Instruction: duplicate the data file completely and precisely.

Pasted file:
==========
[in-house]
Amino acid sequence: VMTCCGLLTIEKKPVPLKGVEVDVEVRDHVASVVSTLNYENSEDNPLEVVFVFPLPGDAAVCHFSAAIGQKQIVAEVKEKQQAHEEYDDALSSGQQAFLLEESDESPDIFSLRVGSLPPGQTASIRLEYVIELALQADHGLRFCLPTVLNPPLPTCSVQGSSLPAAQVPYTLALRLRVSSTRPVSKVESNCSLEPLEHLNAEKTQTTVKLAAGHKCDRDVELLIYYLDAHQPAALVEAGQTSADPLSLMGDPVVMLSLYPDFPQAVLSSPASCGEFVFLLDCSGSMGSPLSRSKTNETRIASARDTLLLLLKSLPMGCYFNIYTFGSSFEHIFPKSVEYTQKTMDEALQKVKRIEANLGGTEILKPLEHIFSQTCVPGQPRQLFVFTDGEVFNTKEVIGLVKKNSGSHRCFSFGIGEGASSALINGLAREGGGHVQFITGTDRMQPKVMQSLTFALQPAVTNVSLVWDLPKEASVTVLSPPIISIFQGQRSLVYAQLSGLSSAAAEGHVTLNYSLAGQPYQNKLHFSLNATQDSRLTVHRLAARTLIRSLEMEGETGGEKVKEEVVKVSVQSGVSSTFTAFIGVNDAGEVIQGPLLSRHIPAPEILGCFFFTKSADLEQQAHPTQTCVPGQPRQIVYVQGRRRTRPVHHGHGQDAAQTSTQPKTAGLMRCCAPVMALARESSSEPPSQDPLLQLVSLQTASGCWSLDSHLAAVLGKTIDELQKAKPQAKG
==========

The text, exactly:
[in-house]
Amino acid sequence: VMTCCGLLTIEKKPVPLKGVEVDVEVRDHVASVVSTLNYENSEDNPLEVVFVFPLPGDAAVCHFSAAIGQKQIVAEVKEKQQAHEEYDDALSSGQQAFLLEESDESPDIFSLRVGSLPPGQTASIRLEYVIELALQADHGLRFCLPTVLNPPLPTCSVQGSSLPAAQVPYTLALRLRVSSTRPVSKVESNCSLEPLEHLNAEKTQTTVKLAAGHKCDRDVELLIYYLDAHQPAALVEAGQTSADPLSLMGDPVVMLSLYPDFPQAVLSSPASCGEFVFLLDCSGSMGSPLSRSKTNETRIASARDTLLLLLKSLPMGCYFNIYTFGSSFEHIFPKSVEYTQKTMDEALQKVKRIEANLGGTEILKPLEHIFSQTCVPGQPRQLFVFTDGEVFNTKEVIGLVKKNSGSHRCFSFGIGEGASSALINGLAREGGGHVQFITGTDRMQPKVMQSLTFALQPAVTNVSLVWDLPKEASVTVLSPPIISIFQGQRSLVYAQLSGLSSAAAEGHVTLNYSLAGQPYQNKLHFSLNATQDSRLTVHRLAARTLIRSLEMEGETGGEKVKEEVVKVSVQSGVSSTFTAFIGVNDAGEVIQGPLLSRHIPAPEILGCFFFTKSADLEQQAHPTQTCVPGQPRQIVYVQGRRRTRPVHHGHGQDAAQTSTQPKTAGLMRCCAPVMALARESSSEPPSQDPLLQLVSLQTASGCWSLDSHLAAVLGKTIDELQKAKPQAKG